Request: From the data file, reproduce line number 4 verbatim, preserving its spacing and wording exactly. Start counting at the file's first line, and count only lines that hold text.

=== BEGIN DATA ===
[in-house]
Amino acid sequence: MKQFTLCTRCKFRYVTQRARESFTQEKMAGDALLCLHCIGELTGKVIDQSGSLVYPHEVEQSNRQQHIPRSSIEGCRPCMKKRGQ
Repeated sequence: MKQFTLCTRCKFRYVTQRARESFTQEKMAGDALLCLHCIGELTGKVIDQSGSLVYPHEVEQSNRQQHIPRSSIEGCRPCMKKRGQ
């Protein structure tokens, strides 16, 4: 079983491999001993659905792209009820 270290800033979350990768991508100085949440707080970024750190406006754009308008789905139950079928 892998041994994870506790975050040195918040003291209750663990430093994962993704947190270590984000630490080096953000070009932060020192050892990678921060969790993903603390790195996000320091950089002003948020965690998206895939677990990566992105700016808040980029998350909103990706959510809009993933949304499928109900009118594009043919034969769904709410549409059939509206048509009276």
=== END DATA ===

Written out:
């Protein structure tokens, strides 16, 4: 079983491999001993659905792209009820 270290800033979350990768991508100085949440707080970024750190406006754009308008789905139950079928 892998041994994870506790975050040195918040003291209750663990430093994962993704947190270590984000630490080096953000070009932060020192050892990678921060969790993903603390790195996000320091950089002003948020965690998206895939677990990566992105700016808040980029998350909103990706959510809009993933949304499928109900009118594009043919034969769904709410549409059939509206048509009276």